Through the years, one of the hallmarks of Frusciante’s guitar style has been his boundless creativity. Whether he’s adding a percussive funky rhythm part, a subtle melodic line, or an onslaught of fiery mayhem, his guitar parts are a defining element of the Chili Peppers’ sound. If you take away only one thing from this lesson, I hope you’ll make it this: Frusciante’s view of technique as a means to an end, rather than an end itself, illustrates the power our attitude has in making good musical choices and uncovering our own unique creativity.
Supro goes toe-to-toe with the Princeton and comes packing a bag of extra tricks.
Appealingly retro. Compact. Practical power-scaling functions. A great low-power pedal platform.
Natural overdrive can get a little soft and squishy when pushed hard (if you don’t like that sort of thing).
If current trends are any indication, lower stage and studio volumes are with us to stay, and Supro, in particular, has built a lot of low-power amps to serve this segment of the market. The Amulet is the latest in a line built to satisfy small-amp appetites and deal thick, vintage-leaning tone.
The Amulet’s 15-watt, 1x10 combo configuration delivers a lot of flexibility: a simple control panel, nice tremolo and reverb sections, and a useful attenuator, which offers power scaling ranging from 15, 5, or a single watt. The output stage, meanwhile, is Class A and driven by a 6L6GC tube, rather than pairs of smaller 6V6s or EL84s, which drive the most common 15-watt tube amps. Together, these design features make Amulet an interesting and unique Princeton Reverb alternative.
Young, Free, and Single
The Amulet’s control panel will make any 1960s combo amp fan feel right at home. Volume, treble, bass, reverb, and tremolo speed and depth make up the control compliment, save for the 3-position output power switch. The Amulet is a looker, too, like just about everything we’ve seen from the revitalized Supro. Housed in a compact 17.5" x 17" x 8" poplar cabinet and weighing just 29 pounds, it’s covered in stylish black Scandia vinyl with cream piping and a cream grille cloth. A large leatherette handle makes for a super-comfy carry. The speaker is a Celestion G10 Creamback rated at 45 watts.
Given the Class A output stage, you could view the Amulet almost as a beefed-up Champ with extras. The past couple of decades have seen a variety of creative Class A offerings, like the THD UniValve, Victoria Regal (and double-single-ended Regal II), Emery Sound Microbaby, Blackheart Little Giant, the original Carr Mercury, and others. But only the Carr came with a built-in attenuator like the Amulet’s, so it’s nice and rare to see power scaling in this circuit type, at this power level, and at this price. Amulet’s true class-A output and the associated second-order harmonics add to the brew, which most will hear as lively, deep, overtone-rich, and more multi-dimensional in overdriven settings.
The whole of the Amulet’s circuit is tube-driven. There are 12AX7 preamp tubes for the preamp gain stage, reverb gain make-up, and tremolo sections, and a single 12AT7 driving the front end of the spring reverb. Inside, a rugged-looking printed circuit board is populated with quality, through-hole components and board-mounted tube sockets.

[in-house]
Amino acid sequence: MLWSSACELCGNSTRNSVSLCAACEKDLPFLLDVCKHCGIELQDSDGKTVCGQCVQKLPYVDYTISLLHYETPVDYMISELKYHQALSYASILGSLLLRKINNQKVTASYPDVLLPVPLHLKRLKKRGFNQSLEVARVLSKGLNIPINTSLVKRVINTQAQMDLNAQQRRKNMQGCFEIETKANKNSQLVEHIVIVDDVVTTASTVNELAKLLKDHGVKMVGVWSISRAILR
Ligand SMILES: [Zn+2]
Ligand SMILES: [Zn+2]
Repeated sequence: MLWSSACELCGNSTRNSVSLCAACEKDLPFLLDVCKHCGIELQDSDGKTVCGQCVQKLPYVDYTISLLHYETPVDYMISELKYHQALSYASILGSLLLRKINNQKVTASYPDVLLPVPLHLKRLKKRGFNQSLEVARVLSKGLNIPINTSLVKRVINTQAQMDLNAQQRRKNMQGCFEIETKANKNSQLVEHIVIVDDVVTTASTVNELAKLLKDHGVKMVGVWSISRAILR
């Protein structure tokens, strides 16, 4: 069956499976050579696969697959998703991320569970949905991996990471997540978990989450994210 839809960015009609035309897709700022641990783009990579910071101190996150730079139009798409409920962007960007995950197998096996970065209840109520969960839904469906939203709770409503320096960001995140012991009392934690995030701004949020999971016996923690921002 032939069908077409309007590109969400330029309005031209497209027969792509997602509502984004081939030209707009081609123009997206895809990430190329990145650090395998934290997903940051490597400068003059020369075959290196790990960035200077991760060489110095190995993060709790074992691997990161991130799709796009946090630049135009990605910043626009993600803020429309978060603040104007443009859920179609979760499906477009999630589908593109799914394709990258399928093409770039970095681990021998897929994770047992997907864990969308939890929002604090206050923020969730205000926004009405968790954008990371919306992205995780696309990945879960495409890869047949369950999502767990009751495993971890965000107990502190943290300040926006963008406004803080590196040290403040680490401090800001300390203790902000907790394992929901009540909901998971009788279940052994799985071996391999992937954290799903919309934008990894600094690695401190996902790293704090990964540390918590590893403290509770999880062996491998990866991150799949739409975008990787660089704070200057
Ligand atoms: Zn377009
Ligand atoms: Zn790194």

Good Luck Charm
The Supro Amulet is a pretty handy box of tricks, given the small package. At lower settings on the volume knob and ranging up to about 11 o’clock, it sounds clean, crisp, and detailed, with body and balance. And despite the modest 15 watts, it feels powerful enough that you could maintain those clean tones in a small club with a volume-conscious rhythm section. Add lush reverb and rich, warm tremolo to taste, and there are some superb atmospheric cleans to be found—offering great sonics for retro swamp-rock, surf, alt-country, and indie textures.
The Amulet offers nice shades of breakup between 1 o’clock and 3 o’clock, but roars when it’s cranked. Assuming that you’ll want to use this capability often, the 15-watt setting will likely be too loud for many home studios. But you can still hit this sweet spot at 5 watts. And apartment dwellers and bedroom jammers that need to use the 1-watt position will still find lots of nice tones. At its sweetest, though, Amulet generates chewy, thick, rowdy, vintage-flavored overdrive and loads of compression without totally sacrificing dynamics.
While the amp’s natural overdrive is expressive in the right setting, it’s awesome with overdrive pedals, too—particularly with amp volumes around 10 to 11 o’clock. One of my favorite pedal/amp recipes was a grinding, plexi-like Friedman overdrive with the Supro set to 15 watts and a clean-but-almost-dirty volume. With a Telecaster out front, the Amulet had the sting of Jimmy Page’s early Led Zeppelin solos. Class A amps are rarely blessed with much low-end thump. Faster onset of compression and sag is usually part of the brew, too. The Amulet is no different in either regard, but it has a way of reminding you how these characteristics can be real virtues and makes the Amulet an exciting amp live or in the studio.
The Supro Amulet is a super-likeable and super-useful amp. The retro styling is a winner. Tones range from crispy to juicy at a range of output levels thanks to the built-in attenuator. The reverb and tremolo are both very good, and it pairs beautifully with overdrive pedals. If, to your ears, that adds up to fun and musical versatility, you’d be wise to give the Amulet a listen.
Supro Amulet Demo | First Look